Unmod Gain- Sets an initial level for Audio In A when ring mod is disabled (i.e. Unmod mode). This is useful for balancing level between Mod and Unmod modes. (It won't help you when listening to Depeche Mode... I mean, can anyone really help them since Wilder left?)

BTW, the D.C. labels refer to the direct current voltage applied to the ring modulator when only one audio source is present (aka Unmod mode). This voltage is applied to the unused input in order to allow the Audio In A signal to pass; without it, sound wouldn't be able to pass through the ring mod processor.

Amplifier Control Mode / Exponential/Linear- Changes the VCA response from linear (constant rate of change as control voltage rises) to exponential response (rate of change increases as voltage increases - this is how the human ear works). General speaking, exponential mode is used when the VCA is regulating the volume of a signal (typically in conjunction with an envelope generator), and linear mode is used when the VCA is regulating a CV (a mod wheel routed to a VCA CV in regulating how much LFO signal is routed to pitch, for example).

Inharmonic Preset Control Voltages / Ratio/Tune / CV A Out / CV B Out- This one's a little kooky, but relatively simple, so bear with us - remember that it was still the wild west in synth design when the original 2500 was designed. As you may have noticed, the Modamp module was designed with the premise that the user would frequently switch between Mod and Unmod modes, that is, enabling and disabling ring mod. Because ring mod can wildly affect tuning, these "extra" CV outs to allow users to (sort of) match up pitches for harmonically seamless transition between ring mod on and off modes. With that in mind, Inharmonic Preset Control Voltages CV outs are only active when Mod is enabled - they have no output when Unmod is engaged (i.e. ring mod off).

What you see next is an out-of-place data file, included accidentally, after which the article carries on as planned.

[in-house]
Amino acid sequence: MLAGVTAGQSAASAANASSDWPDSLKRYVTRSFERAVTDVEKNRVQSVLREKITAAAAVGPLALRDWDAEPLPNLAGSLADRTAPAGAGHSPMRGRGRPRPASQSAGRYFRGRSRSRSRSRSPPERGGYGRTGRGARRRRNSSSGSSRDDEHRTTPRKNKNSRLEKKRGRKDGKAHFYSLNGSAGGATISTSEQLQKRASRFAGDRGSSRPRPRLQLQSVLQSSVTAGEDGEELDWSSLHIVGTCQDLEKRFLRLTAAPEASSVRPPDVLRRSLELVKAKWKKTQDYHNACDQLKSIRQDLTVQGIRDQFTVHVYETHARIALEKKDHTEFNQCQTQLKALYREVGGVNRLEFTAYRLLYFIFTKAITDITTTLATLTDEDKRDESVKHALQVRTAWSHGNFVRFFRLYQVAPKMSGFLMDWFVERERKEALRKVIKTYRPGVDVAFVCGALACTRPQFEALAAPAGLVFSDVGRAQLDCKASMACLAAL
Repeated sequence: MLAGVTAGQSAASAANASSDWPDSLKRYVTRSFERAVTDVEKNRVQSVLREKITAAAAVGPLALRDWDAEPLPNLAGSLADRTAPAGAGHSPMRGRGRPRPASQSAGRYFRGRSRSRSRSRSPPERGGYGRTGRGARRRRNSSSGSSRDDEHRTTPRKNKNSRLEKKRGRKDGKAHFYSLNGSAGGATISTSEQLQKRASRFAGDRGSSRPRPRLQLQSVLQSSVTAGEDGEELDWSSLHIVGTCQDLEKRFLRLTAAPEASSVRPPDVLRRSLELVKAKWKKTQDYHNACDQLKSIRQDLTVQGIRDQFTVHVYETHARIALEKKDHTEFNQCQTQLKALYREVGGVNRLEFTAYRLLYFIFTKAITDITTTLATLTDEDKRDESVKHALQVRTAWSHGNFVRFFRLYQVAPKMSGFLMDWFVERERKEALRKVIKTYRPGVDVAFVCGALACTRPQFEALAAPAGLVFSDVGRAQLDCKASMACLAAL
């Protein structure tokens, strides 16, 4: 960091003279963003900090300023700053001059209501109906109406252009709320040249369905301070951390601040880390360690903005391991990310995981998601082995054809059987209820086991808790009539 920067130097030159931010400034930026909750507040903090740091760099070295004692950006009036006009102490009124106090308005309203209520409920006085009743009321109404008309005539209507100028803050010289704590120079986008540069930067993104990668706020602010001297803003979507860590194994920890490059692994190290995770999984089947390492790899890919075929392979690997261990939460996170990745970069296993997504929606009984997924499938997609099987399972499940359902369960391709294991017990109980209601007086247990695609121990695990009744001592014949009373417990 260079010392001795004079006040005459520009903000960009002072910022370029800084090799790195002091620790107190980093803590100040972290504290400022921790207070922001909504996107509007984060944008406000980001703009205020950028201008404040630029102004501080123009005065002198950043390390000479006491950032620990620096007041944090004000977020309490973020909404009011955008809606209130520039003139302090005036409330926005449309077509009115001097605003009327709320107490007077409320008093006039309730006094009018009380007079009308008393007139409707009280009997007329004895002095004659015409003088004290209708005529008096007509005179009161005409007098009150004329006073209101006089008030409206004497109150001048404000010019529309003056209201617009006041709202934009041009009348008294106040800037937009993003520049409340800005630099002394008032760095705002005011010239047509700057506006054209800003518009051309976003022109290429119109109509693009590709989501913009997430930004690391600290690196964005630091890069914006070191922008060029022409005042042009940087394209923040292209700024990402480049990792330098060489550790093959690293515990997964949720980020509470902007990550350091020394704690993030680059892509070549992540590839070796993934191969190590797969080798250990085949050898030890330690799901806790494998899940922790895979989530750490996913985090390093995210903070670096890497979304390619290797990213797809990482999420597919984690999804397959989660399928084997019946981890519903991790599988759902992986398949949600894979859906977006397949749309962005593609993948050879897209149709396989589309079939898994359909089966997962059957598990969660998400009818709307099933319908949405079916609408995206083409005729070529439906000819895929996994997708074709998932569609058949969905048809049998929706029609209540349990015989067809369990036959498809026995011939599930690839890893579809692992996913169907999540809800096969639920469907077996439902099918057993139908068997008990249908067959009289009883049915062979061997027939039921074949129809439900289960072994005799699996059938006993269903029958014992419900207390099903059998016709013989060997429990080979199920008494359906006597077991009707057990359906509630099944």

To use this feature, patch CV A Out to the frequency CV of the oscillator patched to Audio In A, and CV B Out to the frequency CV in of the oscillator patched to Audio In B (open up the corresponding freq CV attenuators all the way on the oscillators). Now switch back and forth between Mod and Unmod and use the Ratio and Tune knobs to match the pitch when in Unmod mode.

Mod Gate In- This is similar to the Unmod and Mod switch CV ins, but allows switching back and forth with one CV source. Typically this would be used with an LFO pulse or square wave; when the voltage is high, Mod mode is engaged, when the voltage is 0V, Unmod is engaged.

The nifty part is that it can switch REALLY fast - try patching an oscillator running in audio range for a smorgasbord of dastardly overtones. Keep reading, because the next switch is important...

Operation Mode / Clickless/Legacy- When set to Clickless mode, a tiny crossfade is added when switching between Unmod and Mod modes with the buttons, CV inputs, or the Mod Gate In to prevent clicking artifacts. The clicking between modes isn't all that noticeable when switching slowly, but it adds ugly artifacts as mod rates are increased. This feature is not present on the original 2500 Modamp, we've included a Legacy (no crossfade) mode for vintage correctness. (BTW, Cliqueless Mode had a huge new wave hit in France in 1981, and followed it with a huge tour featuring Trans-X and Pseudo Echo.)

Out- Output of all signals.